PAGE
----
Lifetime’s newest reality TV show follows seven women from around the world—including Australia, Germany, Spain, the United Kingdom—who are dating men in America.
Some women come for visits; one moves from Australia to Ohio to be with her American fiancé. Like Love is Blind, women have talked to these men, but in some cases, have never actually met, so their relationships face distinct challenges.
On Prison Brides, they haven’t met in person or are not together because, as the title suggests, the men are incarcerated.
Why are people from around the world coming to the U.S. to date? Perhaps it’s because there are more options here, as we incarcerate more of our citizens people than any other country on the planet.
The women also seem to have a good understanding of the United States. Emma, talking to her parents about her fiancé, says, “He did a carjacking, and he had a firearm on him—which isn’t that scary because everybody in America has a firearm.”
Prison Brides (Lifetime, Wednesdays at 9:30) follows seven couples and their relationships, including the challenges posed by incarceration, including judgment from their families and others.
One mother asks her daughter, Svea, “He never lied to you? It was always honest?” and then stereotypes incarcerated people by wanting to know if he’s been “asking for money like a lot of prisoners do.”
There’s also skepticism about long-distance dating and being catfishing—from both the women and the men.
I interviewed Prison Brides executive producer Peter Usher, and he said that “these relationships are a bit like an old-fashioned courtship, the type we might have had two generations ago. It’s a platonic relationship. It involves letter writing, multiple phone calls,” he said. “Most of the cast were quite fed up with modern dating and online dating, and so this represented something completely different.”
What’s not new, of course, is reality TV shows that follow couples with one partner who is incarcerated. Most notably, there is the Love After Lockup franchise, which is the core of an entire network, WE tv, and traffics in interpersonal drama.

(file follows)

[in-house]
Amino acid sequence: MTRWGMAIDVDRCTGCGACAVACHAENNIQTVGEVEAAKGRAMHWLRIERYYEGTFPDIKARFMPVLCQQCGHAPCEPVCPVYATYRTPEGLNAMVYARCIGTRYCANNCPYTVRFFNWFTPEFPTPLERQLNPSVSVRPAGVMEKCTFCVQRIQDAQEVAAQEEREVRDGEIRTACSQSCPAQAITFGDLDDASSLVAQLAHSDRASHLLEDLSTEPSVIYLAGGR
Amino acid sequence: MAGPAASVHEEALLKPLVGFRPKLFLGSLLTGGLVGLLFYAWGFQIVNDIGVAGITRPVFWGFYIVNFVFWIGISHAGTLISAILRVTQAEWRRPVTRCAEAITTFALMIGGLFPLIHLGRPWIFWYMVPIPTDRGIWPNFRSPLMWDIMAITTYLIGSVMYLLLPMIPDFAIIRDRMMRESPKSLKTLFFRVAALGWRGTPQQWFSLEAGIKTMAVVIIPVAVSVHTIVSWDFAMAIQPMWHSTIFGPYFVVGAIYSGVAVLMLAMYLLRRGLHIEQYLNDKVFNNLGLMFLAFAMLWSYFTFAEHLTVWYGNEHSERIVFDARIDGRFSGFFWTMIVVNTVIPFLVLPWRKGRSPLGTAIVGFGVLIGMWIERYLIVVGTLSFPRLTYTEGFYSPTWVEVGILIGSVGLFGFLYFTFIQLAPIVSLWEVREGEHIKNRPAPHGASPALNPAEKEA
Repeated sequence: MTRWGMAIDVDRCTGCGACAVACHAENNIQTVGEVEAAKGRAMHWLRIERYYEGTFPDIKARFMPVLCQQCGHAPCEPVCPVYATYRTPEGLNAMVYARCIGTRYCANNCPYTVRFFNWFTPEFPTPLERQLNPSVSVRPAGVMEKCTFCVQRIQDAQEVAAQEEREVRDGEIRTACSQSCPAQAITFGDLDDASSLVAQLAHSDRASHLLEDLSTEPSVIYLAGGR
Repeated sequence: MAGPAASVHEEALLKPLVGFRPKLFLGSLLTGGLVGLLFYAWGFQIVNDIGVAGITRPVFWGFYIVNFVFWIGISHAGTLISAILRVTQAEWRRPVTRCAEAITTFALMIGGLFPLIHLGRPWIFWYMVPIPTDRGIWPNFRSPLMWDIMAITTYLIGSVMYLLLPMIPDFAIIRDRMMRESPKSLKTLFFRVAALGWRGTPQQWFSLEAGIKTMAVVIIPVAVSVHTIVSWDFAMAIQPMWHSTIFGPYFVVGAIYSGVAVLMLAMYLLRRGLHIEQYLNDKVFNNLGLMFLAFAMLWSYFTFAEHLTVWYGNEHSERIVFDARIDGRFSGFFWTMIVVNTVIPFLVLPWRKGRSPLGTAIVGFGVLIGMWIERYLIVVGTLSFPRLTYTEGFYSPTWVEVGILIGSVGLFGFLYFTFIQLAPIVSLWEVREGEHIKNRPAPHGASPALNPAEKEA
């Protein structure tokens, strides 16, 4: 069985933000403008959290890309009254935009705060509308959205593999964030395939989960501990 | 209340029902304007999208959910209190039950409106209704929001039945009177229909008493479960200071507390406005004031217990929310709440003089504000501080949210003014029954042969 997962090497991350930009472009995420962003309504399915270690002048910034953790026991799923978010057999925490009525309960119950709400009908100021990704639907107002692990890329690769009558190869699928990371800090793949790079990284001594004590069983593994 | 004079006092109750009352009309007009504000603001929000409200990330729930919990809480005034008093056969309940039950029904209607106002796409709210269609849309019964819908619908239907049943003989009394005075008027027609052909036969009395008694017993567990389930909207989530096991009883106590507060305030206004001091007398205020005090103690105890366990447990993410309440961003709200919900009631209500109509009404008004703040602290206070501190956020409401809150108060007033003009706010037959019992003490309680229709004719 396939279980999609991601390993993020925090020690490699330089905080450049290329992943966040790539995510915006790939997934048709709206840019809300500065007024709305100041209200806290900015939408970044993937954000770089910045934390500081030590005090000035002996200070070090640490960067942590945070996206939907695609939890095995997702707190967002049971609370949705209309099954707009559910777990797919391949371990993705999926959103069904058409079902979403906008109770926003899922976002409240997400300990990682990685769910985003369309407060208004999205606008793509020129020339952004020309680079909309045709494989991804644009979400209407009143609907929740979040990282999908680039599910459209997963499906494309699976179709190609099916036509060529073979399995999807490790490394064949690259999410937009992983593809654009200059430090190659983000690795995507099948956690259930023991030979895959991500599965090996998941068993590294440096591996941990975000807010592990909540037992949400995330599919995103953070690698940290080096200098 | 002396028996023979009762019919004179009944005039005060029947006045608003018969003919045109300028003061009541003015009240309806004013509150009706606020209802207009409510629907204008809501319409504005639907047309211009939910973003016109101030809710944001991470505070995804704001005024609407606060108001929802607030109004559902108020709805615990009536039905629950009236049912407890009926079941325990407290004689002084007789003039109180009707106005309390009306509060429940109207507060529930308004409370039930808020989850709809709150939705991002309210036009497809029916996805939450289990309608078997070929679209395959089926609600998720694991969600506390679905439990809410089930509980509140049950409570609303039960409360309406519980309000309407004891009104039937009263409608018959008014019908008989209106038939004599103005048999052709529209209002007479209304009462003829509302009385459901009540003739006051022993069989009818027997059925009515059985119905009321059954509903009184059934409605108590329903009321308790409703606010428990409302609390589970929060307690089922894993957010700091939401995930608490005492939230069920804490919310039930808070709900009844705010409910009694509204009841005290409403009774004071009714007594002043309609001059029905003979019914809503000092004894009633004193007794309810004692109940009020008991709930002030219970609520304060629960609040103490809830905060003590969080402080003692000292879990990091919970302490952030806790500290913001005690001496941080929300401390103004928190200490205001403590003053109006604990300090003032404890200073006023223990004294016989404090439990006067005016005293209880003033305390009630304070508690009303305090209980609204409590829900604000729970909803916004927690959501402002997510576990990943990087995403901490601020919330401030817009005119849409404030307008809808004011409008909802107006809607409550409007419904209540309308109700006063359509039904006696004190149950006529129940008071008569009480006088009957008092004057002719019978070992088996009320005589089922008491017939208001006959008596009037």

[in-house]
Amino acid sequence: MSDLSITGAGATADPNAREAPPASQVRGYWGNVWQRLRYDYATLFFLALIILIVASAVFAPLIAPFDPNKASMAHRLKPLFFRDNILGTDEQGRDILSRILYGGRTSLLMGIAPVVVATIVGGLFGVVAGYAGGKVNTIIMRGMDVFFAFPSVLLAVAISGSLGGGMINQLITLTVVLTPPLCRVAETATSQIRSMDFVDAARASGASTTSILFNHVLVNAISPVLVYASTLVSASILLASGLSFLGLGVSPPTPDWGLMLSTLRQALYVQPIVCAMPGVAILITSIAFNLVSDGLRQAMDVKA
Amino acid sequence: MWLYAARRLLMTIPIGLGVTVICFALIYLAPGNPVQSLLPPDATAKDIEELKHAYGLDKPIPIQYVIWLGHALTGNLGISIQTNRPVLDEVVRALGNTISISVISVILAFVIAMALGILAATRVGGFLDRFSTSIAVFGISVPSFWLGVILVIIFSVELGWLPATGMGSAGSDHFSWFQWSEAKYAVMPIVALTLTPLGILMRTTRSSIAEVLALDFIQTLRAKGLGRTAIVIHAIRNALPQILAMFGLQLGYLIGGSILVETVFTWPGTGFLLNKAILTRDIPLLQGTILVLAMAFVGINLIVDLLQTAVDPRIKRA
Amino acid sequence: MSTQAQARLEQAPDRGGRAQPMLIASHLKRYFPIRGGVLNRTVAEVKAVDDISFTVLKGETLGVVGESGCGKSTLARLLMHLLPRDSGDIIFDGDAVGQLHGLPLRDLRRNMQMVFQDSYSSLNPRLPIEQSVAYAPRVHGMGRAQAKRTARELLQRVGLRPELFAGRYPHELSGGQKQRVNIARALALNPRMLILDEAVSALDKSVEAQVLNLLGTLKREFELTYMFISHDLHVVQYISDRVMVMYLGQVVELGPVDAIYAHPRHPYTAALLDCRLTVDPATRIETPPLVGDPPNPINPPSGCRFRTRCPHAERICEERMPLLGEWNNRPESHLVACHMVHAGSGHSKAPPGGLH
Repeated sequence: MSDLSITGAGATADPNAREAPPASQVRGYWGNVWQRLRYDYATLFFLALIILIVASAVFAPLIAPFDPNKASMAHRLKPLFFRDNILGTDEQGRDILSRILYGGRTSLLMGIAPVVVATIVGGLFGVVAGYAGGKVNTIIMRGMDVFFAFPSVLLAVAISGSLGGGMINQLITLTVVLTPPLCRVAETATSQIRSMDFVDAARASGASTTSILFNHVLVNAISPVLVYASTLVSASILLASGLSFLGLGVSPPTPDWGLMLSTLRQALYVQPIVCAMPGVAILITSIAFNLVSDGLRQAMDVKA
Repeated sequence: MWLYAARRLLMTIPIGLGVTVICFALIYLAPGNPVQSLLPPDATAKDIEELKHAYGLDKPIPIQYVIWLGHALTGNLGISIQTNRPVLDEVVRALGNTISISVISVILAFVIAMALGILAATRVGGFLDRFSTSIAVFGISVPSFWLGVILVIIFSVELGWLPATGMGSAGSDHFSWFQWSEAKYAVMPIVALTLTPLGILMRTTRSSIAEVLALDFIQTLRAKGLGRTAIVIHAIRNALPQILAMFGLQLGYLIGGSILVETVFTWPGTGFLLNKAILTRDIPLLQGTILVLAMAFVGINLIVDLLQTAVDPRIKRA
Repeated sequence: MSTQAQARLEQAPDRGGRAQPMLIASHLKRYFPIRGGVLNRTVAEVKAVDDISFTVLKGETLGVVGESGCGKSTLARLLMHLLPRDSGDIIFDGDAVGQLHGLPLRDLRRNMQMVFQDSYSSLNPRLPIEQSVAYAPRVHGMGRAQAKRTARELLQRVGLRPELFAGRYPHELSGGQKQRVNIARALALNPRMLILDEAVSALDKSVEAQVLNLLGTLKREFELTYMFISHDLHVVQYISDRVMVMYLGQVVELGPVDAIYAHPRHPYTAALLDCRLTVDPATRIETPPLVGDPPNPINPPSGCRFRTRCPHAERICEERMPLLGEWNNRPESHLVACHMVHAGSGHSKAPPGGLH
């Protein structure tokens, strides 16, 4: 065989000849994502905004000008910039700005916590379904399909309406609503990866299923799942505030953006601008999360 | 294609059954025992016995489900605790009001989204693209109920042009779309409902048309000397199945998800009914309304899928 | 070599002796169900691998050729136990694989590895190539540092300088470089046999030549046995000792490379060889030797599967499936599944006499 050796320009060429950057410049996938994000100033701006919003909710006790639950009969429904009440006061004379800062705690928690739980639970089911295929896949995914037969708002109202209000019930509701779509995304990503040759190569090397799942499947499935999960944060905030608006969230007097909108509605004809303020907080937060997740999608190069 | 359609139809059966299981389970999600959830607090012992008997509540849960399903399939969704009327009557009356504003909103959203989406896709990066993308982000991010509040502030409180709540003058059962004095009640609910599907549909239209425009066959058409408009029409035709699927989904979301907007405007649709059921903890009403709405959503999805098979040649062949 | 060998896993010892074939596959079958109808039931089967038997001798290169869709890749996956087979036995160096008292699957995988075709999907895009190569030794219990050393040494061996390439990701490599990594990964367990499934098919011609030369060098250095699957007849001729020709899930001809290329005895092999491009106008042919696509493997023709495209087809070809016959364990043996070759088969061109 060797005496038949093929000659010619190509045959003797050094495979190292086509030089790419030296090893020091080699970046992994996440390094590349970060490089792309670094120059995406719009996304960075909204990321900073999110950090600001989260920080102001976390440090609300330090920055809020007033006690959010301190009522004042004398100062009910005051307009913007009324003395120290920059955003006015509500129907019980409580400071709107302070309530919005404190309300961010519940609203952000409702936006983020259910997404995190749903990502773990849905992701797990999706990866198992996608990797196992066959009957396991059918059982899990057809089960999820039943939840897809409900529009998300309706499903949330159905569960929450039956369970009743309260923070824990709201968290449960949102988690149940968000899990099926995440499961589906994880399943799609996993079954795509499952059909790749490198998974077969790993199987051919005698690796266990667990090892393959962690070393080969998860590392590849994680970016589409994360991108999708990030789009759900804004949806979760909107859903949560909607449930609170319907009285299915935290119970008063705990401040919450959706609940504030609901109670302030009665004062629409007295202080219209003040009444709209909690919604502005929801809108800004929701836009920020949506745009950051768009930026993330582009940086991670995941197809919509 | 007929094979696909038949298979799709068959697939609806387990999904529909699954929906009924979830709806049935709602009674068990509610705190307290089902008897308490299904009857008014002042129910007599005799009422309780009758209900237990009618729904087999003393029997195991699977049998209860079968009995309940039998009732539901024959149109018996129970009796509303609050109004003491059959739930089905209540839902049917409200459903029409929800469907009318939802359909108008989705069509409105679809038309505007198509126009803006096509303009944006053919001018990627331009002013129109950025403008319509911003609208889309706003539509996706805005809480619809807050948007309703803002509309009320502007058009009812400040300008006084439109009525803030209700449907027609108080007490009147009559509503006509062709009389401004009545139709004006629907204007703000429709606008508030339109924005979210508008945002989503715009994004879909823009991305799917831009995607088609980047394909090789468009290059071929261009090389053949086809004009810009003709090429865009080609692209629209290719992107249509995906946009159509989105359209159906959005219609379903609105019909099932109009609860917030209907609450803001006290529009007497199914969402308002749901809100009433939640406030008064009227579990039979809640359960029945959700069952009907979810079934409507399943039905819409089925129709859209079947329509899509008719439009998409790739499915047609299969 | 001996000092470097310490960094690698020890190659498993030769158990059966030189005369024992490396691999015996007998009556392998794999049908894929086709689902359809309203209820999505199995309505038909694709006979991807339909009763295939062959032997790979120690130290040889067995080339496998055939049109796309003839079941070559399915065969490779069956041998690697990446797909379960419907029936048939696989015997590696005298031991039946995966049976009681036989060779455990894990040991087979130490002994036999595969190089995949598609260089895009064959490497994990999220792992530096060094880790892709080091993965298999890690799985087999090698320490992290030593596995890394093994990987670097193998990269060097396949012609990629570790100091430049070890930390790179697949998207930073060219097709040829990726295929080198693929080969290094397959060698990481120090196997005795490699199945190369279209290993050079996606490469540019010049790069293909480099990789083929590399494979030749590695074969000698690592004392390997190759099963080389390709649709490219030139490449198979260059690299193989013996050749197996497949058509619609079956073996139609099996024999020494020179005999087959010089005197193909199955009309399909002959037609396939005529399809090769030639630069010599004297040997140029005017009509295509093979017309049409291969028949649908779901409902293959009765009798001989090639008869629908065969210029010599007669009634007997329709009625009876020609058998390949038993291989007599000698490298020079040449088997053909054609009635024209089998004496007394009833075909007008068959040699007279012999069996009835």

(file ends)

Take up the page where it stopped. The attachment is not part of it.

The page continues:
“We felt we needed to find a fresh approach if we were going to tackle it,” Usher told me.
They found, via a criminologist who works on other productions with them, an online community of people who date incarcerated people.
“These were young, independent, strong women, good families who were choosing to take this sort of unconventional and quite difficult path,” he said.
Another difference: Prison Brides’ production company, Big Little Fish, is based in the UK, and while the showrunner is American, Usher said that “the majority of the team have been British,” and “possibly that also is part of what may give it a slightly different sensibility.”
When they began reaching out to people in the online community, they found women willing to be followed by cameras.
“I was surprised that it wasn’t harder,” Usher said. “We were very earnest and sincere about our desire to tell their stories truthfully and to be non-judgmental. These women, they get a lot of criticism for the choices that they’ve made. They get that from members of their own family. They get it from the online community. And so perhaps having somebody that simply said, Look, we’re not saying we just want to tell a romantic story. We know these relationships are challenging, and we would need to tell the ups and the downs, but we will do it truthfully and faithfully—They seem to respond well to that.”
Even without a reality TV show camera crew, the women would be traveling to America, for which they “spend quite significant amounts of money,” Usher said. I asked if the show is paying for travel, and he said no.